Geographical Notes: A city that dances on the edge of a volcano

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The Independent Culture
MORE THAN most cities, Tokyo lives with an apprehension of its own destruction. Perhaps some of the frenetic life of the city, the feeling of dancing on the edge of a volcano, is a result of that knowledge. Certainly, a part of the apathy, the lack of preparedness, is due to a general awareness of inevitably.

This air of the transient is enforced by the fact that traditional Japanese architectural styles are rarely seen. In present-day Tokyo, unlike old Edo, new buildings are constructed in fashions that are flamboyantly modern and no unity of architectural style is striven for or achieved. Just as some Japanese are meticulous about their family or office but neglect what we might call civic duties, the buildings are complete within themselves, and no attempt is made to harmonise them with either their setting or those structures adjacent to them.

This explains the random appearance of the modern Japanese city - just one individual expression after another. The reason for the feeling of unreality usually experienced by Westerners in Japan is that their assumptions concerning urban grammar are not there to be read. After all, the buildings do not "fit" the streets - in particular, the rectangular edifices located on curved byways tend to result in singular effects.

On observing people on the street in Tokyo, a foreign fashion designer said that "the clothes are beautiful . . . but the people are not really wearing them yet". There was something, he added, not quite modern about that.

And there is something not quite modern - nor quite real - about the Tokyo architecture. As a consequence, Japanese cities often feel like the back lots of movie studios. The various sets, all of them quite large and seemingly permanent, are constructed, used and left standing. There seems to be no reason for their arrangement. They were built for reasons of economy and convenience, and there is no unifying style because the uses of each were different. Though they look sturdy, they were not designed to last - and indeed they will not.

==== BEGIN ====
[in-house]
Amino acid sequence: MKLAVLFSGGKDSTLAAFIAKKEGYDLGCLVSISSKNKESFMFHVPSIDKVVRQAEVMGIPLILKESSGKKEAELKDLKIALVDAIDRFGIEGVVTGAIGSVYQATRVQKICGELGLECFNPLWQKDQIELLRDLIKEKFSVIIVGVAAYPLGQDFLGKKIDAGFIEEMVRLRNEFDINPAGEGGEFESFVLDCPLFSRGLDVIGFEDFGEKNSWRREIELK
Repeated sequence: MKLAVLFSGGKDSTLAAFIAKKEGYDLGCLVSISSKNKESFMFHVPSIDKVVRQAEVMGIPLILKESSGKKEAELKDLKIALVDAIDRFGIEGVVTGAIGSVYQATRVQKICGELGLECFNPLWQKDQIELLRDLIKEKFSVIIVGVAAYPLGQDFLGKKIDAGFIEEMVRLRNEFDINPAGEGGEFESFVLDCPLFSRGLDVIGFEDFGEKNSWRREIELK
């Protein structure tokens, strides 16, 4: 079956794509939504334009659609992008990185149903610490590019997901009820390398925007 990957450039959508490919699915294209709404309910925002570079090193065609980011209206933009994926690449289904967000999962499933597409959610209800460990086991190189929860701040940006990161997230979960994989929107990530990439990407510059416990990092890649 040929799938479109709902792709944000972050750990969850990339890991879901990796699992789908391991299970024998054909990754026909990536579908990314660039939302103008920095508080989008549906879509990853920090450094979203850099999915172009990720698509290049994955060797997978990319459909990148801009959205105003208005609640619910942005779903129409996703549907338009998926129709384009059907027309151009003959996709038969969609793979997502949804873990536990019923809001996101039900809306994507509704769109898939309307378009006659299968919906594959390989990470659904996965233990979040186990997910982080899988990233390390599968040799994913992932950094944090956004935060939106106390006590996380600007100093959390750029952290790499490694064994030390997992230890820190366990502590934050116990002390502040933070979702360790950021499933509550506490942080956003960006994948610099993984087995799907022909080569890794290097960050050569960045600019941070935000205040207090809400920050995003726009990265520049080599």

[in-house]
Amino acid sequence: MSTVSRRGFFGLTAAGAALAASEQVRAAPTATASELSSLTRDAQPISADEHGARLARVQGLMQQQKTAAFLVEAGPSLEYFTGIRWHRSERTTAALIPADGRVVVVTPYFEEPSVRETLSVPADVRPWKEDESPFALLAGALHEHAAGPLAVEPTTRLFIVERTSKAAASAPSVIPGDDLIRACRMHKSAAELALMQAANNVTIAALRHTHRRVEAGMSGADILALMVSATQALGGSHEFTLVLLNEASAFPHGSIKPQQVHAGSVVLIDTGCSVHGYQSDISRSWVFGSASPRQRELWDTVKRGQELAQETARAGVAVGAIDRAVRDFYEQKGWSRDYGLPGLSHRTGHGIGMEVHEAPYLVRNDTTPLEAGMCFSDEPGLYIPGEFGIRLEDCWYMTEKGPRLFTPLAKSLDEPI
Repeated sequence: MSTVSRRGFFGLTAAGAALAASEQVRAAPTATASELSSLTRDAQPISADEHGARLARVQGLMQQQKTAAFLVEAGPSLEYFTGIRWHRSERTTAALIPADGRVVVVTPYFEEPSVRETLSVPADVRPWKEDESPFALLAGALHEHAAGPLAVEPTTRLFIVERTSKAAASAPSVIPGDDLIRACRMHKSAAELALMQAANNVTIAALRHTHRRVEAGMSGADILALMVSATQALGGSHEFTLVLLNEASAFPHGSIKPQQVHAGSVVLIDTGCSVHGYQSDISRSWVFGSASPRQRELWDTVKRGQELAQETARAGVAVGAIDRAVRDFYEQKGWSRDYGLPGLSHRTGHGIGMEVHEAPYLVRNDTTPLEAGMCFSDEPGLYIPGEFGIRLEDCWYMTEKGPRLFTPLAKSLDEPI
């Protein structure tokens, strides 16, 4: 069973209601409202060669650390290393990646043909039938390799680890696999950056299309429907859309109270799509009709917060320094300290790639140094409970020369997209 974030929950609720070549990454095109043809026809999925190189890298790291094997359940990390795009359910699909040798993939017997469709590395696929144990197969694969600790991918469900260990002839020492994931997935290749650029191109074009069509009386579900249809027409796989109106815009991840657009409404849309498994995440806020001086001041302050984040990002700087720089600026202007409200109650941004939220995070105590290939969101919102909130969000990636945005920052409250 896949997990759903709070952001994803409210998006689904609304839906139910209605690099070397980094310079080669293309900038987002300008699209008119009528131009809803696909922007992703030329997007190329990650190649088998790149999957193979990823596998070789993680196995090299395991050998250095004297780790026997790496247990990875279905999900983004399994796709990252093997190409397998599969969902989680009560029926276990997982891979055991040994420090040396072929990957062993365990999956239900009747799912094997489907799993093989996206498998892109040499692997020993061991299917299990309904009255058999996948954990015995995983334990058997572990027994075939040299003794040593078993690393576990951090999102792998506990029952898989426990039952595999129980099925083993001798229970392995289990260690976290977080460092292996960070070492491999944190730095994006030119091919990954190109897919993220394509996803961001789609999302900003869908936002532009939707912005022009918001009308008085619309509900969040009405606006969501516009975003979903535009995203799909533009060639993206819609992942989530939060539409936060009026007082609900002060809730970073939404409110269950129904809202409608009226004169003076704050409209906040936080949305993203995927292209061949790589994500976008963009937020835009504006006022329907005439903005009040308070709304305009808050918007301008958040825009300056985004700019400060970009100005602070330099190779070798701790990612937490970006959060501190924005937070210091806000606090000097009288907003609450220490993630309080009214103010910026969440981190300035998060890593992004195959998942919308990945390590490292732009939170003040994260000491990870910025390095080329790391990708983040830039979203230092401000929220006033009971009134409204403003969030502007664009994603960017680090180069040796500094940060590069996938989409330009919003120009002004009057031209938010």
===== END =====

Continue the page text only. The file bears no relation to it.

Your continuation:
The Western municipality which Tokyo most resembles is the only "city" the West erects in the knowledge that it is temporary: the international exposition, where massive buildings are thrown up, avenues are constructed, and vast crowds are accommodated, but only for a season. The assumption is that all of this will shortly be pulled down. Building only for now, and only for show, architects are encouraged to be extreme. Tokyo is like an international expo which has remained standing.

Tokyo lacks those architectural monuments which speak so eloquently of timelessness, of immortality, except, as we have seen, in the very concept of timeless impermanence that the Japanese city has incorporated into itself.

Western visitors are thus presented with an anomaly when they visit a city such as Tokyo. They cannot detect the natural and organic shape of the city because structural logic has no place in such a form, yet they find an anthropomorphosed city in that the more-than-human is unstressed and the merely human is emphasised.

Nor is Tokyo, despite its seeming modernity, a city that makes Western assumptions. That one often cannot locate an address without outside (police, postman, local resident) help would indicate that it is not in any Western sense an efficient urban complex. As D.J. Enright wisely remarked, though in another context, "Ambiguity interests the Japanese a good deal more than does logic."

Indeed, much is illogical and inefficient. Kurt Singer, speaking of the Japanese language, noticed that it is so rich in ambiguities that "nobody deplores the resulting measure of haziness. It is by higher degrees of clarity and precision that the Japanese would feel inconvenienced."

Donald Richie is the author of `Tokyo: a view of the city' (Reaktion Books, pounds 14.95)

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